- Department of Plant Breeding, Swedish University of Agricultural Sciences
Turesson, Helle; Marttila, Salla; Gustavsson, Karl-Erik; Hofvander, Per; Olsson, Marie; Bülow, Leif; Stymne, Sten; Carlsson, Anders
Premise of the study: Storage oil (triacylglycerol) accumulates in tissues such as the embryo and endosperm of seeds and the fruit mesocarp, but seldom in underground organs. As a rare exception, cultivated variants of yellow nutsedge (Cyperus esculentus) contain high amounts of both oil and starch in the mature tubers.Methods: Biochemical analyses and light and electron microscopy were used to study the accumulation patterns of storage nutrients in developing nutsedge tubers.Key results: During the initial phase of tuber development, the conducting rhizome tissue is transformed into a storage compartment, then massive storage reserves accumulate in the tuber. At the beginning of tuber development, a large sugar load coincided with the onset of starch accumulation. Oil accumulation started later, concomitant with a substantial drop in the sugar content. Initially, oil accumulated at a lower rate compared to starch, but the rate later increased; after 6 wk, oil made up 24% of tuber dry mass, while starch made up 32%. Protein concentration changed only a small amount throughout this development. Oil and starch accumulated in the same cells throughout the tubers in a sequential fashion during tuber development.Conclusions: The developmental pattern in the build up of storage nutrients in the tubers highlights nutsedge as a novel model plant, having potential to significantly widen our understanding on how synthesis of storage reserves, and in particular oils, is regulated and directed in nonseed tissues such as tubers and roots.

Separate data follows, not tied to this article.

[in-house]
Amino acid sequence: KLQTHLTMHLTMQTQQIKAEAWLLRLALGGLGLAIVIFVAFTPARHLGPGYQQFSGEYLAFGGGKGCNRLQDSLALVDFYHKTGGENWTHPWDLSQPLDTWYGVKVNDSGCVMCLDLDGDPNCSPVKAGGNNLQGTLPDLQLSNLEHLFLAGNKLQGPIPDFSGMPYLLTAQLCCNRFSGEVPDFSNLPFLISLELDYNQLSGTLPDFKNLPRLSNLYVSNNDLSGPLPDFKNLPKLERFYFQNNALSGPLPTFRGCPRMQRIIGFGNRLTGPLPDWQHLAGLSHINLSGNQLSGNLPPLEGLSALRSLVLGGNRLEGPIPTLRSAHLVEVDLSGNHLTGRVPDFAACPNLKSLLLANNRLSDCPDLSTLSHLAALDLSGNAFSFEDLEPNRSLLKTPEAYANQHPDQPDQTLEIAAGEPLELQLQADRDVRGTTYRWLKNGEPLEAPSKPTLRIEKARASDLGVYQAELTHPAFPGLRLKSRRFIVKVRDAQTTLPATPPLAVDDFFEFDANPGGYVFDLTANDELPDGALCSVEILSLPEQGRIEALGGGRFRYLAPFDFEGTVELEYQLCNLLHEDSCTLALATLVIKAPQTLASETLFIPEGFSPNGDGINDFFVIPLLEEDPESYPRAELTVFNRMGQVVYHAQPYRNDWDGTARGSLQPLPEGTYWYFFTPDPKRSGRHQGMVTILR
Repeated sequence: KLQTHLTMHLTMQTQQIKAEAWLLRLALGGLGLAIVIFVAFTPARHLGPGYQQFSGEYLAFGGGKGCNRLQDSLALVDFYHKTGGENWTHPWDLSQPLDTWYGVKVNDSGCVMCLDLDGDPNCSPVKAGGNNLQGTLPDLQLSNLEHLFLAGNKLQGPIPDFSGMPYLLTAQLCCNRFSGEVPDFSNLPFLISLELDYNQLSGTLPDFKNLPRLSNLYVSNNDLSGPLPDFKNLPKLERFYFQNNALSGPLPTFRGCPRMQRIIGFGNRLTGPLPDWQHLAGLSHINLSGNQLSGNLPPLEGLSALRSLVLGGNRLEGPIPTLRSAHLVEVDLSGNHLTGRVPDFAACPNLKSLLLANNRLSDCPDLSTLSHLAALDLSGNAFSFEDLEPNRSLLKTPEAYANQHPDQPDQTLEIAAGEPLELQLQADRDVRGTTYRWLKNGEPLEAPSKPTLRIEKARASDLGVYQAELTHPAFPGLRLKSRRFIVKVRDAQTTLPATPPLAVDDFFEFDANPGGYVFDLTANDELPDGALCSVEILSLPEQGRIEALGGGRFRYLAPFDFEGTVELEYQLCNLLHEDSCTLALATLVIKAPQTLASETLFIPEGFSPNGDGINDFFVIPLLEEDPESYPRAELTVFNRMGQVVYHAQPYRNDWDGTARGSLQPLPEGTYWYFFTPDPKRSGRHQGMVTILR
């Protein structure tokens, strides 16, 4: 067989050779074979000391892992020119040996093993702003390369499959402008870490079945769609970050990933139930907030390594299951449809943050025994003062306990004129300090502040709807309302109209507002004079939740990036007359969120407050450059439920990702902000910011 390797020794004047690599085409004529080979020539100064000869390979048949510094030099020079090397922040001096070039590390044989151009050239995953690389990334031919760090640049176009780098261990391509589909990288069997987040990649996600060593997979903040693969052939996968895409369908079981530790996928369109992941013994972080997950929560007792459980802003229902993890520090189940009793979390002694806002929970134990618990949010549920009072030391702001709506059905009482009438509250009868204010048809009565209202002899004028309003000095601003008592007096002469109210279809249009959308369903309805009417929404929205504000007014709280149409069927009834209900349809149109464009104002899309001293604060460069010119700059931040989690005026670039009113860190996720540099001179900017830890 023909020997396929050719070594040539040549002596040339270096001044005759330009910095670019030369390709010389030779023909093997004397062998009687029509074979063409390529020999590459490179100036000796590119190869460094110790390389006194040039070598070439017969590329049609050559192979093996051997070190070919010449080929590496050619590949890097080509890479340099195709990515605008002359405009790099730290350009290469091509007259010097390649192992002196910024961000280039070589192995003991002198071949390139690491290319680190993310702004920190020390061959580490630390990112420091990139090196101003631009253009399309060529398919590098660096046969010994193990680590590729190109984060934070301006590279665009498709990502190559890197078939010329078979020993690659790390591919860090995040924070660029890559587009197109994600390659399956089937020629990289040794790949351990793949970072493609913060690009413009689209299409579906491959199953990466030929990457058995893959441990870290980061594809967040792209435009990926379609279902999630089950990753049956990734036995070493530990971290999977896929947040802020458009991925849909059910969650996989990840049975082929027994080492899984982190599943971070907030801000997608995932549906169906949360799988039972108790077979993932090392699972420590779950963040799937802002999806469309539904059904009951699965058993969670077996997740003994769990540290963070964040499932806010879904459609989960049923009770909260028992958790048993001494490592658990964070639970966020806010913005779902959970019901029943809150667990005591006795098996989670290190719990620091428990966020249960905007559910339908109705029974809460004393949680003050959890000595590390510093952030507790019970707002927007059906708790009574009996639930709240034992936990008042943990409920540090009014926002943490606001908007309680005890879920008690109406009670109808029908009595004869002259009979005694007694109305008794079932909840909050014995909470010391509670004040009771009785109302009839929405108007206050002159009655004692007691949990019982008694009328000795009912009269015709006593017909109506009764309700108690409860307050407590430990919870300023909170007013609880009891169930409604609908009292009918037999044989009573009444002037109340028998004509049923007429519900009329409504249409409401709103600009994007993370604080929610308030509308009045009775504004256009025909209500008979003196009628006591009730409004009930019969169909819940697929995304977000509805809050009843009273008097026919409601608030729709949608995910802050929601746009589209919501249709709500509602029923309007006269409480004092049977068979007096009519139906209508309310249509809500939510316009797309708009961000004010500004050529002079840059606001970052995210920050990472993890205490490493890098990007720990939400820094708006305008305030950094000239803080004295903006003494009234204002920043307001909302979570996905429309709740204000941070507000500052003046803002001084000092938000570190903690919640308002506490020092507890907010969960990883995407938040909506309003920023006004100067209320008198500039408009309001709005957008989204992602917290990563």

carbon allocation; Cyperaceae; Cyperus esculentus; oil; starch; sugar; storage reserve; triacylglycerol; tuber
American Journal of Botany
2010, Volume: 97, number: 11, pages: 1884-1893
Publisher: BOTANICAL SOC AMER INC
Renewable Bioenergy Research